Even the sledgehammer that Triple H uses is real. He needs to be completely professional when wielding it and good camera work makes the injuries and blows look more realistic than they are. The sledgehammer was actually used on one occasion against the show’s boss Vince McMahon who was attacked with the item on air according to WWE. The steel chair is a popular weapon of choice and has actually produced the winning move in a match. There are those wrestlers who take the use of weapons to another level, one even used a baseball bat covered in barbed wire as his weapon of choice.
3. Commentators talking to Vince … on air
The boss of WWE, Vince McMahon is heavily involved in each show. He is the chairman and Chief Executive Office of WWE and having attended military school, has had brief stints at wrestling himself. He has become the most influential person in professional wrestling and still has an enormously powerful say in what happens on each show. He originally appeared as a commentator initially on the shows and viewers were unaware of his power, however, he created the character of Vince and plays up to it every episode. He has well-publicised feuds on air which may or may not be real, but are no doubt hyped to add to the drama of the shows.
Everyone involved with the show will wear a headset so that instructions and information can be relayed to them. This includes the commentators who wear a headset so that Vince can make his opinions known to them and influence what goes out on air if he feels it is necessary. Commentators need to be extremely careful in terms of what they say to ensure that they are complying with Vince’s wishes. He has a list of words and phrases that he will not tolerate and if any of these are used, he will let the commentator know in no uncertain terms.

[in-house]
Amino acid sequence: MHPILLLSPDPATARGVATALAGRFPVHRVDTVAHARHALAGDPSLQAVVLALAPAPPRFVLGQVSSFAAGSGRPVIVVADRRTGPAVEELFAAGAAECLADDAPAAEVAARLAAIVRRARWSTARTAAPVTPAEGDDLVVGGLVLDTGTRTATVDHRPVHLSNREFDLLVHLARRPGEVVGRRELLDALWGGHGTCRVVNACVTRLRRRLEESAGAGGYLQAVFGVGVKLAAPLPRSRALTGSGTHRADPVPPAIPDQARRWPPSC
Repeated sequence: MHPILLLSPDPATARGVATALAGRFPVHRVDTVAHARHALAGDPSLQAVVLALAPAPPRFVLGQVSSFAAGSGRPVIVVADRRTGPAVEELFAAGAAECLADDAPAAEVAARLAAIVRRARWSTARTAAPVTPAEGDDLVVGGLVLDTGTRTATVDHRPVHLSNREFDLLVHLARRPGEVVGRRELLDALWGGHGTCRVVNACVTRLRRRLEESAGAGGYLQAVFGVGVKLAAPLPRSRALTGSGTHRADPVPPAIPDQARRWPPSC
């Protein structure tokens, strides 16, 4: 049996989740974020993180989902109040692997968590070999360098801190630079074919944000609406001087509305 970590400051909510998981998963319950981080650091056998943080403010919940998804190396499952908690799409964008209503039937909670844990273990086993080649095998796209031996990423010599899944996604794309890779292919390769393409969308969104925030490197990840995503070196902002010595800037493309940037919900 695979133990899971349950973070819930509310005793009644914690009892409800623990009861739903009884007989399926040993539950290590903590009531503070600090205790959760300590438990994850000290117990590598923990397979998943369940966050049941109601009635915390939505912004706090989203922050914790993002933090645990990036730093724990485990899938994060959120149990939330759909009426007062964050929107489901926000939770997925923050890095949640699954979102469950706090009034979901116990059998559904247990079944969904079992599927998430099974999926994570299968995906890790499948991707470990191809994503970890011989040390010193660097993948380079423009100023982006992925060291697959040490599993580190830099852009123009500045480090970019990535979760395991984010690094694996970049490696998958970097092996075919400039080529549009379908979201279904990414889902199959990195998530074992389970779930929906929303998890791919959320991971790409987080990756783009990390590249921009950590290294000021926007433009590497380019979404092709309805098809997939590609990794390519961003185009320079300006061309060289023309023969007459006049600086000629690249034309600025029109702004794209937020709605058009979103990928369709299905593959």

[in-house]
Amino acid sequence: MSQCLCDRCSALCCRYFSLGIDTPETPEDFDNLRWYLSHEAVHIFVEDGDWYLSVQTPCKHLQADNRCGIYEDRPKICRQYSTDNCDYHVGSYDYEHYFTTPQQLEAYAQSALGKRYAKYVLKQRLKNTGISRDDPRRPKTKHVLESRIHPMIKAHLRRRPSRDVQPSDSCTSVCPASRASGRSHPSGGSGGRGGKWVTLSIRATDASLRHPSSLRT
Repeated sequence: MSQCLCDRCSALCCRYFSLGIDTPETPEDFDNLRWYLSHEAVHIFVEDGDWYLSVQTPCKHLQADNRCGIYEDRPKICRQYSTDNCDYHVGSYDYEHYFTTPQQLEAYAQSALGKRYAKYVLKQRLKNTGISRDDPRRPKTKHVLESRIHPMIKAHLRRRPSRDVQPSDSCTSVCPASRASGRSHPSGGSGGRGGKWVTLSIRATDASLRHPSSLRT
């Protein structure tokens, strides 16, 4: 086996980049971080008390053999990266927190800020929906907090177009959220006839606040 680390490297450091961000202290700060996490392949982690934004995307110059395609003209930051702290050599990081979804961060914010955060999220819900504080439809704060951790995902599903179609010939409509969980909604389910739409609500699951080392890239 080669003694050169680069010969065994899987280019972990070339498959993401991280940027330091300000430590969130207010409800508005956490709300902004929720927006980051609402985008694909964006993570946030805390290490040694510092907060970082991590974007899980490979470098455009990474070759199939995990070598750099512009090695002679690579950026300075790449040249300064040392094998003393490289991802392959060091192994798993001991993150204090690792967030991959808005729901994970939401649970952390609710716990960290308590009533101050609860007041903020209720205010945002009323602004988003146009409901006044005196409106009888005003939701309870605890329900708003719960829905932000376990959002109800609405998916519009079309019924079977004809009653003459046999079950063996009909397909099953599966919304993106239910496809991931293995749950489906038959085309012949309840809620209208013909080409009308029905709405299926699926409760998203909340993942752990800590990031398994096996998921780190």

2. Storylines written months in advance
It is rumored that storylines for WWE are written months in advance and that producers ‘know’ who will win matches and titles in advance of the events. Whilst this makes a mockery of the proceedings if it is true, it can also cause great headaches for the team. While wrestlers are tied into contracts to ensure their participation in matches, no one can predict injuries or health issues that might befall the wrestlers.
This creates a great headache for the writers who need to sit down to work out how the storylines are going to alter. It is a risky business because no one can predict what might happen to a wrestler and how their performance can be interpreted by viewers. Some can rise or fall in popularity, and if a wrestler gains an enormous following, viewers are going to want to see more of them, and if they have not been scripted into many shows, then the writers need to re-think their strategies and come up with new plans. The rise in popularity issue happened in reality when Daniel Bryan became hugely popular and creators were forced to re-write their scripts on a number of occasions. They hope that these instances will be rare and for the most part, scripts are prepared months in advance.
1. Determining what goes on in a match
Despite the massive amount of planning that goes into the matches, there is room for improvisation, and about half a match is improvised by the wrestlers. They will talk to each other in the ring and practice moves in advance that they think will work in certain situations. The actual outcome of the match has been predetermined, but the participants can influence the match content. The better known, the more experienced wrestlers tend to dominate proceedings over the newcomers, but there is room for showmanship and showing off in every match.
They have the confidence to call the match and dominate what happens, and they have the right to do this as they have earned the respect of their wrestling peers and the crowds. Wrestlers remain ‘in character’ during the matches and have the flexibility to improvise within the confines of this personality. It is, however, a wise move to predetermine the content of a match, as the wrestlers are hugely powerful and if they were to be allowed free rein, many more injuries would no doubt occur. The outcome is always planned in advance by the teams of creators who then script the show ‘backwards’ in order to determine what action should take place to make the end result look more fluid according to Quora.